It’s not always easy to get children to eat pheasant, but Rose Prince thinks this 1970s classic will be a hit with even the toughest young crowd. Serves 4 to 6, depending on appetite.
My mother’s most-used everyday cookbook in the 1970s was an edition of The Constance Spry Cookery Book that she must have been given after her wedding in the late 1950s.
I still use many recipes from this great tome: the dark and sticky Belvoir ginger cake, the toffee pudding and her method for sugaring a roast ham. But as children our favourite was the Maryland chicken.
Imagine southern-fried chicken before KFC got hold of it — a fresher version served with plump but light corn fritters and fried banana.
We thought it a great treat and years later when I made it for my own children they adored it too.
Getting children to eat pheasant
It is not always easy to persuade a young person to eat pheasant, sadly, because it simply has too much flavour compared with the blandness of modern chicken breeds, often together with a harder grained texture. But if the meat is tenderised then hidden in a coating of crunchy breadcrumbs and eaten, it can transform these attitudes into enthusiasm. Adults will, of course, also love this pheasant Maryland recipe and even more so with the addition of my punchy green salsa to serve alongside it. Sauté potatoes make the perfect companion.
Pheasant Maryland recipe
- 4 pheasant breast fillets
- 4 tbsp plain flour, seasoned with a pinch of salt
- 1-2 eggs, beaten
- 6 tbsp dry breadcrumbs, or more
For the salsa
- 6 mild green chillies, finely chopped
- juice of two limes
- 4 tbsp chopped coriander
- 4 tbsp chopped parsley
For the corn fritters (makes 8)
- 2 eggs, separated
- 200g sugar-free canned sweetcorn kernels, drained (or defrosted frozen sweetcorn)
- 90g fresh breadcrumbs
- pinch of sea salt
- 1 tsp baking powder
- vegetable oil, for frying
- 2 large bananas
1.To prepare the pheasant, use a sharp knife to cut out any bruising — it does not matter if a hole is made. Place the fillets, spaced well apart, between two large sheets of baking parchment. Hammer evenly with the flat side of a meat hammer or rolling pin to tenderise. Carefully peel them from the paper.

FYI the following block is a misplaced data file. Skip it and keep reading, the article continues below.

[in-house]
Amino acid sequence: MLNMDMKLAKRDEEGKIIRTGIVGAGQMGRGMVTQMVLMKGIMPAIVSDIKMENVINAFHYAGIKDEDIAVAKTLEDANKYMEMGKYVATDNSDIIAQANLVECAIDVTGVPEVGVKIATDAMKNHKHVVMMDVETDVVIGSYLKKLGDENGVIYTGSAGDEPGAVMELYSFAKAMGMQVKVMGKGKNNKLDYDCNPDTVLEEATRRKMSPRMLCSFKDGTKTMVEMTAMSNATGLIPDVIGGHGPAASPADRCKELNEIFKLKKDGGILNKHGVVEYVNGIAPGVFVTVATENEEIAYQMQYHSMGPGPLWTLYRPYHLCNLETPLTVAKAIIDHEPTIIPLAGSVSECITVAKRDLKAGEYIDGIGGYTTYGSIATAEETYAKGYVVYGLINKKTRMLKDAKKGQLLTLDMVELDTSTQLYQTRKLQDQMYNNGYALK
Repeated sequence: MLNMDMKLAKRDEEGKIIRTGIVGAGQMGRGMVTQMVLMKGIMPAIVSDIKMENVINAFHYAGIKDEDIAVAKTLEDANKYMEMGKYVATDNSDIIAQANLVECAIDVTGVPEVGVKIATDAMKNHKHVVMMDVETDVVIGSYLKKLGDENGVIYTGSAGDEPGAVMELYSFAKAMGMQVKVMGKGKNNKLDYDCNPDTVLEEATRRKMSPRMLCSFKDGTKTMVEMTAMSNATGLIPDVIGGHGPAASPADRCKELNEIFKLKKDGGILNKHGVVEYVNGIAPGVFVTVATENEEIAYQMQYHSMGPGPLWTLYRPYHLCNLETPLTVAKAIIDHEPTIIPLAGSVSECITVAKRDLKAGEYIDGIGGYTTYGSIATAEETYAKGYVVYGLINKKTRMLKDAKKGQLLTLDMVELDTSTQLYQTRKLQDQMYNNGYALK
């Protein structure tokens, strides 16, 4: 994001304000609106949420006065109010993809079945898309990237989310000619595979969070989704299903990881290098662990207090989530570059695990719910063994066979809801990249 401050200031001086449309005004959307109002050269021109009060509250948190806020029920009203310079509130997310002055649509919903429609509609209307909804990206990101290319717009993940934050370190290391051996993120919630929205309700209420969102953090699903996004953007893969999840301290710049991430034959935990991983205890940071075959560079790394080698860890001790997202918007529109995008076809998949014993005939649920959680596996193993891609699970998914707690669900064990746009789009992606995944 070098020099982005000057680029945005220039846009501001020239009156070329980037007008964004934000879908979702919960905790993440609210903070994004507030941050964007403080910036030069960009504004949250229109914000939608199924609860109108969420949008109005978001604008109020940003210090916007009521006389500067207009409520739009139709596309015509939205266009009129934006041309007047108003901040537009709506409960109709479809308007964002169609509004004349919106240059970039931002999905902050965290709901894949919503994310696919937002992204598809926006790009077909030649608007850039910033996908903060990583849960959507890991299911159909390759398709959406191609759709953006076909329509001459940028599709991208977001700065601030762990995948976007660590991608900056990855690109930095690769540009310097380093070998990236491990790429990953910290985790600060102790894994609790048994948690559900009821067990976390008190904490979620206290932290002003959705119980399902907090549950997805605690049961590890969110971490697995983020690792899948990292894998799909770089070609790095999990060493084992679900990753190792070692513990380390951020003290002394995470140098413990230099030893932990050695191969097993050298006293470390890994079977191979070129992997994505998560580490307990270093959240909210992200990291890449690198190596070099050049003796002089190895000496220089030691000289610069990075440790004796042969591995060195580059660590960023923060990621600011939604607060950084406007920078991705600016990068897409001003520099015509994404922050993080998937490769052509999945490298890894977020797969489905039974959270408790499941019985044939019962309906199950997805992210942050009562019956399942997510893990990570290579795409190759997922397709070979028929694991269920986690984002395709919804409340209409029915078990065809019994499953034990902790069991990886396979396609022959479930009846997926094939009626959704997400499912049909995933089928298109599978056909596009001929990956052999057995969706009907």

2, Have ready three flat plates. Put the flour on one, the egg on the second and breadcrumbs on the third. Dip each thin pheasant fillet in the flour, coating on both sides. Shake off any excess flour, then dip in the egg, coating the whole piece. Finally, dip in the breadcrumbs, turning to coat both sides. Repeat with all the pieces, then set them aside on a board or flat dish.
3. Just before frying the meat, mix the salsa ingredients together, season with salt and put to one side.
4. To make the fritters, put the egg yolks and sweetcorn in a bowl and season. Whisk the egg whites until they stand in soft peaks. Add the breadcrumbs to the corn with the baking powder and mix, then fold in the egg whites.
5. Ideally, cook the pheasant Maryland recipe in two frying pans — or cook the pheasant first in one and keep it warm. Pour a little vegetable oil into each pan and place over a medium heat. Fry the pheasant pieces on both sides for two minutes, then drain on kitchen paper. Set aside in a warm place.
6. For the fritters, make sure the oil is hot enough to sizzle. Drop a heaped spoonful of the corn batter into the pan to make a round patty. Fry for three minutes until it begins to puff up. Turn with a spatula — it should be golden, but be careful not to burn them. Cook for another 2 minutes.
7. Cut the bananas in half, then half lengthways. Fry on both sides until soft. Arrange the pheasant, fritters and bananas on a serving platter. Put the salsa on the table, and dig in.